The impact of 9/11 on the music world endures to this day. Songs born from the tragedy continue to serve as poignant reminders of the resilience of the human spirit and the power of music to heal wounds.
More than twenty years later, we commemorate the horrible tragedy and salute these classic icons who let their music speak about the horrific accounts of that fateful morning.
Classic Rock Icons Reacted
PAUL MCCARTNEY HELPED ORGANIZE A LARGE-SCALE BENEFIT CONCERT AND WROTE “FREEDOM”
From his vantage point on the plane, Paul McCartney could see the Twin Towers of the World Trade Center, and he witnessed the plumes of smoke and the second plane hitting the towers.
After this harrowing experience, McCartney took action to respond to the tragedy. He played a significant role in organizing The Concert for New York City, which took place on October 20, 2001, at New York’s Madison Square Garden.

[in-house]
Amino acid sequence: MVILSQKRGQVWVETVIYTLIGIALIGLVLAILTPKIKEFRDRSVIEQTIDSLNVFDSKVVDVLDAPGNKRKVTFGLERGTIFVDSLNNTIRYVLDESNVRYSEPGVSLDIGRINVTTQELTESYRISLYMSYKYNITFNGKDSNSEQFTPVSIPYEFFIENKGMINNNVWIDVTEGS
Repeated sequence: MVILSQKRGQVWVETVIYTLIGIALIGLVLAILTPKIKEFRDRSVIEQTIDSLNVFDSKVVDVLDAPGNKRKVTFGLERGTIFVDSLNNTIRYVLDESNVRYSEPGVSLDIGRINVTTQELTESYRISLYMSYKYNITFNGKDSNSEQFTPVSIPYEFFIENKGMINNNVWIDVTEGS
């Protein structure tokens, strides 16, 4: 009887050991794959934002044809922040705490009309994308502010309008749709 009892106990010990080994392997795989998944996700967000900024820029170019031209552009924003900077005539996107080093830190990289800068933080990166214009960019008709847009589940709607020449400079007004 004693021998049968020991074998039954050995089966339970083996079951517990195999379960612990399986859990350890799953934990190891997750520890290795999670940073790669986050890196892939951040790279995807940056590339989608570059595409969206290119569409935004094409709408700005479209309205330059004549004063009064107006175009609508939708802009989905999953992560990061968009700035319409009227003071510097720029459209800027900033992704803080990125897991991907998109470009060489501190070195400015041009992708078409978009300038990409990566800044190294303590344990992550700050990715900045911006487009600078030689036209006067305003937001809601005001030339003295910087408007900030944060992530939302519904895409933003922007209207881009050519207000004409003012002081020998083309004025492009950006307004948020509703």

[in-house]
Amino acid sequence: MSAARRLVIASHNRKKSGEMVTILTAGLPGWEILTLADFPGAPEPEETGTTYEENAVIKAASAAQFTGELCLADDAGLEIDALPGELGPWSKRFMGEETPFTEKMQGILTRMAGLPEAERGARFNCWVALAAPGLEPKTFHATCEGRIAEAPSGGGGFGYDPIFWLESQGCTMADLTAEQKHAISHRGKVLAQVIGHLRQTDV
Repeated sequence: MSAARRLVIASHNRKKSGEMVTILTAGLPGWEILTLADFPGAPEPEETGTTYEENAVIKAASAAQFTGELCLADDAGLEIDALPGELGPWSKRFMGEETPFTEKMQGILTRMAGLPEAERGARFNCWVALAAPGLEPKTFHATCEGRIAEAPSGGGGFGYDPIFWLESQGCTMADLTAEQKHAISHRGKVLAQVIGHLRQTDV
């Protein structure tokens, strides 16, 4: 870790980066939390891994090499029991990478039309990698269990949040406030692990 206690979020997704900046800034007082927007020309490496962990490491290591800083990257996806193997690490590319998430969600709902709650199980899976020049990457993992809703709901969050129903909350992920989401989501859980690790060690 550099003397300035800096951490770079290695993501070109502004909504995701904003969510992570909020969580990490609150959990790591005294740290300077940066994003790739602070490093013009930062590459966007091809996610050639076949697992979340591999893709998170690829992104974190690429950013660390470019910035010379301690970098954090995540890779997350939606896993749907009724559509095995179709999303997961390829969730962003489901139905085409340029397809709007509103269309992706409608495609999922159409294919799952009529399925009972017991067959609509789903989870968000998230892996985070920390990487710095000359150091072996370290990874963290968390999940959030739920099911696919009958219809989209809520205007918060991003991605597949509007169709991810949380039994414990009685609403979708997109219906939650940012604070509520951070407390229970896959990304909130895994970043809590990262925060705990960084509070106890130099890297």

This event featured performances by McCartney himself, as well as other notable artists such as the Who, Mick Jagger and Keith Richards of the Rolling Stones, David Bowie, Elton John, and Eric Clapton. The concert aimed to raise funds for the victims and first responders of the 9/11 attacks.
He introduced a song called “Freedom” during the MSG performance, and it was subsequently recorded live for his November 2001 album, Driving Rain. McCartney explained the song’s theme, emphasizing its significance by stating, “It’s about freedom. That’s one thing these people don’t understand. That’s worth fighting for”.
BRUCE SPRINGSTEEN CAME OUT OF HIATUS TO DEDICATE A SONG TO THE VICTIMS; AND RELEASE AND 9/11-INSPIRED ALBUM
As the news of the attacks unfolded, Springsteen, who was at home in New Jersey, was immediately moved to respond. He channeled his emotions and reflections into his music, and looked back to a song he wrote a year ago “My City of Ruins”.